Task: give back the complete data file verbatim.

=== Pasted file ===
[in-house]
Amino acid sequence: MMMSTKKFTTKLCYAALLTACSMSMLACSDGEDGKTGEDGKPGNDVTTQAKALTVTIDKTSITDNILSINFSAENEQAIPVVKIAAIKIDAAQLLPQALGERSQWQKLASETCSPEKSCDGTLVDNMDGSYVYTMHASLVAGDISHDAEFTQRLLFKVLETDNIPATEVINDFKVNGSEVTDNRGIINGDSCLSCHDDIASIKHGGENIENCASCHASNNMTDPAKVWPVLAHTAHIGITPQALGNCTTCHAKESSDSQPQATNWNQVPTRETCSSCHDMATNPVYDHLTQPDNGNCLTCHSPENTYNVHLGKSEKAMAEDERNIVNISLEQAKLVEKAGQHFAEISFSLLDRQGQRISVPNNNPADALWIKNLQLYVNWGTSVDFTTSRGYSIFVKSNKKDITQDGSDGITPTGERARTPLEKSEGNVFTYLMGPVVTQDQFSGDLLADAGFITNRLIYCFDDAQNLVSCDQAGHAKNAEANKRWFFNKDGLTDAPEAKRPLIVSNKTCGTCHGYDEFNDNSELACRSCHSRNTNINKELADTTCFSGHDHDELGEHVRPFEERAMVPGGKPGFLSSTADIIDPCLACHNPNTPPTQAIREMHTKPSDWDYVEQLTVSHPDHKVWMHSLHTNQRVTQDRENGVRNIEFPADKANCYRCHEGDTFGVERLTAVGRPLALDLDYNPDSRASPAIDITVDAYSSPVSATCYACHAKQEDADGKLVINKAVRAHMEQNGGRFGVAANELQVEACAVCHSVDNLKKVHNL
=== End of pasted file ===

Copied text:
[in-house]
Amino acid sequence: MMMSTKKFTTKLCYAALLTACSMSMLACSDGEDGKTGEDGKPGNDVTTQAKALTVTIDKTSITDNILSINFSAENEQAIPVVKIAAIKIDAAQLLPQALGERSQWQKLASETCSPEKSCDGTLVDNMDGSYVYTMHASLVAGDISHDAEFTQRLLFKVLETDNIPATEVINDFKVNGSEVTDNRGIINGDSCLSCHDDIASIKHGGENIENCASCHASNNMTDPAKVWPVLAHTAHIGITPQALGNCTTCHAKESSDSQPQATNWNQVPTRETCSSCHDMATNPVYDHLTQPDNGNCLTCHSPENTYNVHLGKSEKAMAEDERNIVNISLEQAKLVEKAGQHFAEISFSLLDRQGQRISVPNNNPADALWIKNLQLYVNWGTSVDFTTSRGYSIFVKSNKKDITQDGSDGITPTGERARTPLEKSEGNVFTYLMGPVVTQDQFSGDLLADAGFITNRLIYCFDDAQNLVSCDQAGHAKNAEANKRWFFNKDGLTDAPEAKRPLIVSNKTCGTCHGYDEFNDNSELACRSCHSRNTNINKELADTTCFSGHDHDELGEHVRPFEERAMVPGGKPGFLSSTADIIDPCLACHNPNTPPTQAIREMHTKPSDWDYVEQLTVSHPDHKVWMHSLHTNQRVTQDRENGVRNIEFPADKANCYRCHEGDTFGVERLTAVGRPLALDLDYNPDSRASPAIDITVDAYSSPVSATCYACHAKQEDADGKLVINKAVRAHMEQNGGRFGVAANELQVEACAVCHSVDNLKKVHNL